Yet again, no justice will be handed down for another black man killed by police.
The police officer who opened fire on Philando Castile while he was attempting to abide by the law with his girlfriend and a young child in the car has been cleared of all charges by a Minnesota jury.
St. Anthony police officer Jeronimo Yanez was charged with two counts of reckless discharge of a firearm, as well as second-degree manslaughter for the death of Castile. Both charges have now been cleared.
The jury arrived at their verdict after 27 hours of deliberation over five days.
Castile was driving with his girlfriend and a young child when he was pulled over by police for a busted taillight, a routine traffic stop that should have gone smoothly and resulted in a warning or a minor citation at most. Instead, Castile lost his life.
Later, Police audio revealed that Castile was pulled over for being black, and the tail light outage was merely an excuse.
During the stop, Castile told police that he was a lawful gun carrier and had the gun and his permit on his person. The officer then told Castile to retrieve his ID and registration. When Castile reached for his wallet in his back pocket, the officer fired on the man multiple times.
Unlike the countless traffic stops and police shootings that rely on police accounts alone, Castile’s girlfriend utilized her cell phone and Facebook Live video recording in order to capture the violent aftermath of the shooting, pleading with viewers to pray for her boyfriend and begging God to keep him alive.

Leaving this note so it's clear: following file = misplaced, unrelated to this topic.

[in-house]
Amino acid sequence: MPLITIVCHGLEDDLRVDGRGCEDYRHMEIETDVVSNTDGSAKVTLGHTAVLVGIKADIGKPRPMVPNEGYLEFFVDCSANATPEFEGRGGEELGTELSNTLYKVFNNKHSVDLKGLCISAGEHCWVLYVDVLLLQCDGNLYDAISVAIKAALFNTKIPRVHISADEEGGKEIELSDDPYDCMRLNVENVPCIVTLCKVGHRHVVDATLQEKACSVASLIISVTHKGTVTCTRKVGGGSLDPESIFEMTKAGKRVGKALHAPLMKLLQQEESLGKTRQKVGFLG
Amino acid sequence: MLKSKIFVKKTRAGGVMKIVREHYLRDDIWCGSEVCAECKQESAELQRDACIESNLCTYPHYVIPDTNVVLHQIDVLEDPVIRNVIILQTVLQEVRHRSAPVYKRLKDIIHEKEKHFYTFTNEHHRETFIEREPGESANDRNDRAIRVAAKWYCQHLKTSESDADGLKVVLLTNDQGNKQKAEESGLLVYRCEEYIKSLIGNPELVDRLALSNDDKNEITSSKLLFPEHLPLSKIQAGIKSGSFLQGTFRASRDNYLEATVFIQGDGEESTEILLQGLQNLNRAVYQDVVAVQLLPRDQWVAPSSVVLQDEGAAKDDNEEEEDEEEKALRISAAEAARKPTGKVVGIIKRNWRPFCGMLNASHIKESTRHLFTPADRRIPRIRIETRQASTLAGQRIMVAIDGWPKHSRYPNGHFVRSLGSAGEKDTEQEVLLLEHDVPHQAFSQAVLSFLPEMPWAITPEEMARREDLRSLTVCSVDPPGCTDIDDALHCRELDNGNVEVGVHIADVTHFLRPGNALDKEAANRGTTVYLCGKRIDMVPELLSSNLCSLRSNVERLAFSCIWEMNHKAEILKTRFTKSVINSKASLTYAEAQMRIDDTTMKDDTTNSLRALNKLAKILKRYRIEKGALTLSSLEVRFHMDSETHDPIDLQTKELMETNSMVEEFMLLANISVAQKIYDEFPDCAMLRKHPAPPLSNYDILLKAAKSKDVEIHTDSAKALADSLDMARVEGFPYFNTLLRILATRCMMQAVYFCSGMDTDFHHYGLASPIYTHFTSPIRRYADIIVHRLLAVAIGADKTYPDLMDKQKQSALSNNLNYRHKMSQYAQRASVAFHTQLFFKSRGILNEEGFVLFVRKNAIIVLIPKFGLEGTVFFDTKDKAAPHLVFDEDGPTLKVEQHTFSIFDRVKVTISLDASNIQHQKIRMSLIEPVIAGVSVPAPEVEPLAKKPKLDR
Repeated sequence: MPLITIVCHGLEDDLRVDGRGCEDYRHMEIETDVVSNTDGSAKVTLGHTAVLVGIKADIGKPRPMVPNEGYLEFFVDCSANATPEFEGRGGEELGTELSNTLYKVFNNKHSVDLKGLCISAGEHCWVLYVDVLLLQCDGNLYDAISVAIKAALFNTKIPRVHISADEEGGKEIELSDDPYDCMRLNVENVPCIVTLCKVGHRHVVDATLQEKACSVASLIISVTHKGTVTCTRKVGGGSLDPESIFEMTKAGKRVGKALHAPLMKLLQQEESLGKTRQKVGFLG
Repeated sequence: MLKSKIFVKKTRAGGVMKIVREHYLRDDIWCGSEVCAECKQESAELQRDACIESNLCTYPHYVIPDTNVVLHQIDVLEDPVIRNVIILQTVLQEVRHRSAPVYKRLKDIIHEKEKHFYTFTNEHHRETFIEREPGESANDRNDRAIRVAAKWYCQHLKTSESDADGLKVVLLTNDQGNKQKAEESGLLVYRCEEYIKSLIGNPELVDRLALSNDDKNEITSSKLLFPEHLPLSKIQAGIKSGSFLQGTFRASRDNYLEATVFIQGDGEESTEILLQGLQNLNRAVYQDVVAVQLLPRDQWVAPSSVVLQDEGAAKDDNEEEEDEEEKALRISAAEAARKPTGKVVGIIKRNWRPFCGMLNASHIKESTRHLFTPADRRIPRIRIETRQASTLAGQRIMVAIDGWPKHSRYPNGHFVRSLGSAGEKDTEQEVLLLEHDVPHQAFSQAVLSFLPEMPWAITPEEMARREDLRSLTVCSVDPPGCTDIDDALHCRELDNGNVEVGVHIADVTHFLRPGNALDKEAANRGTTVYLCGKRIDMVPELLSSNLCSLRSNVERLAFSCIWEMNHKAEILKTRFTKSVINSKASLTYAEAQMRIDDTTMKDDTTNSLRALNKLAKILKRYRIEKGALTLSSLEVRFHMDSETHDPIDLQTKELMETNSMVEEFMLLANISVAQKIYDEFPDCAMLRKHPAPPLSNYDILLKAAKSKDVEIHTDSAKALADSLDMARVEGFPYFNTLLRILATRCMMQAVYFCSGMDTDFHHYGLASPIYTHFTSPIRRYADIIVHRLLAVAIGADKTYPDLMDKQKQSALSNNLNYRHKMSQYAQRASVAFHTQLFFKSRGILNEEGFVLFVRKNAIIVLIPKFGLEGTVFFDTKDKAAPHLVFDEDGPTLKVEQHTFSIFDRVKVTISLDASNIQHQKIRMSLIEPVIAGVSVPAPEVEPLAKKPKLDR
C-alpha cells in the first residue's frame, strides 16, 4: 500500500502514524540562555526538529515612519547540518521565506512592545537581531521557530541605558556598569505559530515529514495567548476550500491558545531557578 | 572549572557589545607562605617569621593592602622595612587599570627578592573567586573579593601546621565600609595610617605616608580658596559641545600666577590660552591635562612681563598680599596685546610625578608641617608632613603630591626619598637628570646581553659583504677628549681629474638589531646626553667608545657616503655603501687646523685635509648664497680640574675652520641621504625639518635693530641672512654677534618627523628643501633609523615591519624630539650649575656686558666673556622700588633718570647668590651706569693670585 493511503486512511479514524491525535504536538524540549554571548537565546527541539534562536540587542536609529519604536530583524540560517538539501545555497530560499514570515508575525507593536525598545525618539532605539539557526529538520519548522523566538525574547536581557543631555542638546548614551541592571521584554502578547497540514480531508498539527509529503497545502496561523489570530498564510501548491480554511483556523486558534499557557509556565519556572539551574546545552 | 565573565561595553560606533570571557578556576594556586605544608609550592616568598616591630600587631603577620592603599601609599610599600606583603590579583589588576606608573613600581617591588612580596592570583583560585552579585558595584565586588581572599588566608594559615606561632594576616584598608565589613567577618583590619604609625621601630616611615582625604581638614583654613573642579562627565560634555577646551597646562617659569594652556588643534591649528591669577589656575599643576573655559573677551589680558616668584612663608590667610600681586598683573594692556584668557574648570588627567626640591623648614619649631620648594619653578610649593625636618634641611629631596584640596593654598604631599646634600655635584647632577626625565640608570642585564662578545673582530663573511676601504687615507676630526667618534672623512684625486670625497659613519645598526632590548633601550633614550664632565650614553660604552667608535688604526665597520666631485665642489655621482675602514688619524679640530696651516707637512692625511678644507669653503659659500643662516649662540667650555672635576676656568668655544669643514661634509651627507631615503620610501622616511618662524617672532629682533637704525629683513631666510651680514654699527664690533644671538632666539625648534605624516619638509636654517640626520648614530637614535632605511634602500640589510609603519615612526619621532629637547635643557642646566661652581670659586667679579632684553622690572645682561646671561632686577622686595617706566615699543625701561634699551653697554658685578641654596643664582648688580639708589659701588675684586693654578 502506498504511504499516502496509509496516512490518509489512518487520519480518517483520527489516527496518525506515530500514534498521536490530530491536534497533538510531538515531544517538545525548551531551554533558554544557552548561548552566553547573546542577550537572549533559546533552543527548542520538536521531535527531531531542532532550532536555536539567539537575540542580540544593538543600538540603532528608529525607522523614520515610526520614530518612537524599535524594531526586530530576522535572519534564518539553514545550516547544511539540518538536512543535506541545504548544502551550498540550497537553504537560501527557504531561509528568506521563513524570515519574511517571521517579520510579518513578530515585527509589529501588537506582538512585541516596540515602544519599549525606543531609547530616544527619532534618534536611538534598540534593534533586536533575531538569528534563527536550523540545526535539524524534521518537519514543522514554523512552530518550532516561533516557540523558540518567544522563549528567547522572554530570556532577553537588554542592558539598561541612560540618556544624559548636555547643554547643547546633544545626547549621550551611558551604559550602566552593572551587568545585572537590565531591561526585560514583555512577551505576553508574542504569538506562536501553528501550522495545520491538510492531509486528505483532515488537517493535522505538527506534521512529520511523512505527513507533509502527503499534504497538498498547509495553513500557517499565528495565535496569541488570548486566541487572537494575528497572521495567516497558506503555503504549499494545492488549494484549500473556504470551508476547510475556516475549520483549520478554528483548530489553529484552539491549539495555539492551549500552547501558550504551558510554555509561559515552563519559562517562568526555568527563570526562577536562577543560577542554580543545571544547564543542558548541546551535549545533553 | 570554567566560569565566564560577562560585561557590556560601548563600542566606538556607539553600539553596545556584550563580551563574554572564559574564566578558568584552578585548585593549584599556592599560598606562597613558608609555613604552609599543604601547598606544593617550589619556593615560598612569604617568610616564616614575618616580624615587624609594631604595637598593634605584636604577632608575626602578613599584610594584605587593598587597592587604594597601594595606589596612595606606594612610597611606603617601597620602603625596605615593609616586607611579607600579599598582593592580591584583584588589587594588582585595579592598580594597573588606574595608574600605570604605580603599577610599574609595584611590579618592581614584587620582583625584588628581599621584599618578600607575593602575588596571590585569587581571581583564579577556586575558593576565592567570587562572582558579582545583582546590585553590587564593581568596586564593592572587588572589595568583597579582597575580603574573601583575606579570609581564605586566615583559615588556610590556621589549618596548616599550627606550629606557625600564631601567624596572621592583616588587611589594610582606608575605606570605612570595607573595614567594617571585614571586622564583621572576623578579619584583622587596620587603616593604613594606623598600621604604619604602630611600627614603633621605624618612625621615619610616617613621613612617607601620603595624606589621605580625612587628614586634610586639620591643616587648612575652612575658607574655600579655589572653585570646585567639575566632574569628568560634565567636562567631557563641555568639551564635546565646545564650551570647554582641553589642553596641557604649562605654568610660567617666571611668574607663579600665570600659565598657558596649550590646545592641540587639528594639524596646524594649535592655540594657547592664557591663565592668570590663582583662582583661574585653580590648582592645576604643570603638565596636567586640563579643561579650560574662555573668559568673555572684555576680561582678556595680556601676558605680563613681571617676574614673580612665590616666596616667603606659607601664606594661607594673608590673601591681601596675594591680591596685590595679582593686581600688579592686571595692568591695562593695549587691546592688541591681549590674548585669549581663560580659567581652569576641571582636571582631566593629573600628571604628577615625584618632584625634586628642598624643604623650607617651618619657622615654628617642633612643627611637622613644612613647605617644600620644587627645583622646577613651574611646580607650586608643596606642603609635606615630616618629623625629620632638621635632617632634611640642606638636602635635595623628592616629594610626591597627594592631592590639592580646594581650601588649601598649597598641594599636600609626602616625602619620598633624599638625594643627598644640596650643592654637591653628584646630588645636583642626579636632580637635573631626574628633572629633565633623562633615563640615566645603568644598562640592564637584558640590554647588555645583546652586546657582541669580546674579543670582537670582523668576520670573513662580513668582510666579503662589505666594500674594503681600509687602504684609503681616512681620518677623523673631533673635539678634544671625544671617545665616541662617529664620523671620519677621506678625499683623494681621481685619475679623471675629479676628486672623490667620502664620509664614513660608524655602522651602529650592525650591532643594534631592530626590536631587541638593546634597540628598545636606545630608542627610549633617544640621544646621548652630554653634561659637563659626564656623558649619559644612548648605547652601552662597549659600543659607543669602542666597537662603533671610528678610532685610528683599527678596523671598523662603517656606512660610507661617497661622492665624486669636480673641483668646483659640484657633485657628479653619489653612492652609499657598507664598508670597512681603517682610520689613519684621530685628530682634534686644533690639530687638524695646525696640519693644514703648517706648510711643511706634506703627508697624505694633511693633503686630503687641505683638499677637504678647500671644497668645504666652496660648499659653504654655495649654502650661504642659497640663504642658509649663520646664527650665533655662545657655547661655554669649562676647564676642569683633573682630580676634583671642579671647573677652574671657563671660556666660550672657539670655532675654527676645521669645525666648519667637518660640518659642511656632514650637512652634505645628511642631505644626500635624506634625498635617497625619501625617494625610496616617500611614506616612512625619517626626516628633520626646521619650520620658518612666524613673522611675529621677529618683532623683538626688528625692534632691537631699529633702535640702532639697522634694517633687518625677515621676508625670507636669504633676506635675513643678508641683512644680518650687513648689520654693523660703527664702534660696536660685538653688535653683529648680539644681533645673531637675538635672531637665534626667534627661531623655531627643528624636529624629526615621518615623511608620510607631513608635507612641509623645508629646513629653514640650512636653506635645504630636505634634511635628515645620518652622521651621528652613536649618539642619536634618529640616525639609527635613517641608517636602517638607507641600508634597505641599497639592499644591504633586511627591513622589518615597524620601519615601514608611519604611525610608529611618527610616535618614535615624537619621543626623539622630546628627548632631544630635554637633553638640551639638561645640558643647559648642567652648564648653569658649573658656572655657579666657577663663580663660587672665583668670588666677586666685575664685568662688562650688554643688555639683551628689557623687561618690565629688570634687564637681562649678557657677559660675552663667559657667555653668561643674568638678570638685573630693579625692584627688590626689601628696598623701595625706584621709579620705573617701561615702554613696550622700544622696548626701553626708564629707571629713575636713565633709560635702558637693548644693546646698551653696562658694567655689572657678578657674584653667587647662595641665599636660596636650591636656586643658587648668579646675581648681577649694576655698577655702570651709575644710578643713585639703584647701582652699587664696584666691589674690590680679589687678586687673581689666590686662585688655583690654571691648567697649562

You can read the full transcript of that livestream here.
In it, Castile’s girlfriend Lavish Reynolds explains what happened and begs officers to give her information about the well-being of her boyfriend.
“Please don’t tell me this Lord please Jesus don’t tell me that he’s gone. Please don’t tell me that he’s gone. Please officer, don’t tell me that you just did this to him. You shot four bullets into him, sir. He was just getting his license and registration, sir.”
When charges were brought against Yanez, it seemed that some justice might be handed down. In the wake of Yanez’s charges, Ransey County Attorney John Choi said that “no reasonable officer, knowing, seeing, and hearing what officer Yanez did at the time would have used deadly force under these circumstances.”
Yanez argued during his trial that he was fearful for his life, prompting the discharge of his firearm.
“I thought I was going to die. I had no other choice. I was forced to engage Mr. Castile. He was not complying with my directions.”
When asked if he wanted to shoot his victim, Yanez replied in the negative.
“I did not want to shoot Mr. Castile at all.Those were not my intentions.”
Still with so much evidence, eyewitnesses, and condemnation from those close to the story, Yanez is a free man today. Another family is left without justice.